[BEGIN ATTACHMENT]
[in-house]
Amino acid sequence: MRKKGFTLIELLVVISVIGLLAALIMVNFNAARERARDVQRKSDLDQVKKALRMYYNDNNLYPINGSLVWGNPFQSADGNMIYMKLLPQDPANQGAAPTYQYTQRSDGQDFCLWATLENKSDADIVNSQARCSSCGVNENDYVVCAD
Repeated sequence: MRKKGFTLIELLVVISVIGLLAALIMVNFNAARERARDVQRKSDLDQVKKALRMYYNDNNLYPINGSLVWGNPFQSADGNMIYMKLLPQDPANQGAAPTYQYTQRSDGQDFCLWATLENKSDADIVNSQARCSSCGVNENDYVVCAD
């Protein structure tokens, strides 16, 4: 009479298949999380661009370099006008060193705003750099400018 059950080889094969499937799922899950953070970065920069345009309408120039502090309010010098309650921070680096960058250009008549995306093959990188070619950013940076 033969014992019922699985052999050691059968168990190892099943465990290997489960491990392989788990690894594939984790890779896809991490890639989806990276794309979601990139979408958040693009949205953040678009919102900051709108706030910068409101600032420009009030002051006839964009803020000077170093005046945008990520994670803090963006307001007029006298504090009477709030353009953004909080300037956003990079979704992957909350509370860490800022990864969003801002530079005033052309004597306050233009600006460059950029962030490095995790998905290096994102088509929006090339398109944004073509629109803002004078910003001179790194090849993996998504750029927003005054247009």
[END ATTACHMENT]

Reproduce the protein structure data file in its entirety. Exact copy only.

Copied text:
[in-house]
Amino acid sequence: MRKKGFTLIELLVVISVIGLLAALIMVNFNAARERARDVQRKSDLDQVKKALRMYYNDNNLYPINGSLVWGNPFQSADGNMIYMKLLPQDPANQGAAPTYQYTQRSDGQDFCLWATLENKSDADIVNSQARCSSCGVNENDYVVCAD
Repeated sequence: MRKKGFTLIELLVVISVIGLLAALIMVNFNAARERARDVQRKSDLDQVKKALRMYYNDNNLYPINGSLVWGNPFQSADGNMIYMKLLPQDPANQGAAPTYQYTQRSDGQDFCLWATLENKSDADIVNSQARCSSCGVNENDYVVCAD
């Protein structure tokens, strides 16, 4: 009479298949999380661009370099006008060193705003750099400018 059950080889094969499937799922899950953070970065920069345009309408120039502090309010010098309650921070680096960058250009008549995306093959990188070619950013940076 033969014992019922699985052999050691059968168990190892099943465990290997489960491990392989788990690894594939984790890779896809991490890639989806990276794309979601990139979408958040693009949205953040678009919102900051709108706030910068409101600032420009009030002051006839964009803020000077170093005046945008990520994670803090963006307001007029006298504090009477709030353009953004909080300037956003990079979704992957909350509370860490800022990864969003801002530079005033052309004597306050233009600006460059950029962030490095995790998905290096994102088509929006090339398109944004073509629109803002004078910003001179790194090849993996998504750029927003005054247009």